The Protectors and the Protected: What Regulators and Researchers Can Learn from IRB Members and Subjects
Abstract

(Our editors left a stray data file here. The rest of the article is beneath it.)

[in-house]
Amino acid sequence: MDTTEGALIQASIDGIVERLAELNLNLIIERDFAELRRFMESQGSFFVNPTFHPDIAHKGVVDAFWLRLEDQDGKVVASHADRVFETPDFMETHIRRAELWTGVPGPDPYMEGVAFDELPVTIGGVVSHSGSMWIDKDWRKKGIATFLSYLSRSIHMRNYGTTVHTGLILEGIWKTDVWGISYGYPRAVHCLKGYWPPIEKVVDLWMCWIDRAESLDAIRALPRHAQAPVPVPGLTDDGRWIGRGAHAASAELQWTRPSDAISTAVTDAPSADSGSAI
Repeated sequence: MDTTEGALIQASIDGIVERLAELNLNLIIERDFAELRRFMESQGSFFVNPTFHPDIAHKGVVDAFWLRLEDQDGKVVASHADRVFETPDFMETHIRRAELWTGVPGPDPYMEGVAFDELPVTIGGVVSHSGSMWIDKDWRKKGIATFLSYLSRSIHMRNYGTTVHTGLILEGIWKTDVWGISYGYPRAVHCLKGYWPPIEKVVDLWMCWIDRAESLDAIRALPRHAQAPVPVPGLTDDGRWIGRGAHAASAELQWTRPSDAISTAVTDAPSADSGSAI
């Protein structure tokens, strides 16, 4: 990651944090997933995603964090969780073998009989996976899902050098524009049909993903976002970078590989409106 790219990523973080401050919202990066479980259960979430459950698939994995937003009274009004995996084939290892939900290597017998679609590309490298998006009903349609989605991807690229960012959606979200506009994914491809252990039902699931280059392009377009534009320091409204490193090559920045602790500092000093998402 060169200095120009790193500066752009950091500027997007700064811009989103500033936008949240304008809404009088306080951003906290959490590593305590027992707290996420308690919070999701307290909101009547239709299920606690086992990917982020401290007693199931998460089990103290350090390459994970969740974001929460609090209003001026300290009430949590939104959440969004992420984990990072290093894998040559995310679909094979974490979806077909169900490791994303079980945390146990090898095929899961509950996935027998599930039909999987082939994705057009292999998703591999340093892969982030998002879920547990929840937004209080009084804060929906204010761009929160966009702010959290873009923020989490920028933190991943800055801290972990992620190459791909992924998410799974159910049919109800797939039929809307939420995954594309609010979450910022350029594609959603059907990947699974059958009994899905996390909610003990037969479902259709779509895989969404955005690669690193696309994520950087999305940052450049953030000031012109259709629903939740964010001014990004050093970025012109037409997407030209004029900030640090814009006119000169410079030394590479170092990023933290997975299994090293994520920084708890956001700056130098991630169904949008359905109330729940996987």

Clinical research is increasingly conducted in settings that include private physicians’ offices, clinics, community hospitals, local institutes, and independent research centers. The migration of such research into this new, non–academic environment has brought new cadres of researchers into the clinical research enterprise and also broadened the pool of potential research participants. Regulatory approaches for protecting human subjects who participate in research have also evolved. Some institutions retain their own Institutional Review Boards (IRBs), but Independent IRBs, community hospital IRBs and community–based IRBs also fulfill oversight responsibilities. This article sheds light on this evolving world by discussing the findings gleaned from two studies: a study of the decision making processes used by members who serve on different kinds of IRBs and a study of the decision making processes employed by research participants. The article then discusses how the key findings may inform proposed revisions to the Common Rule.


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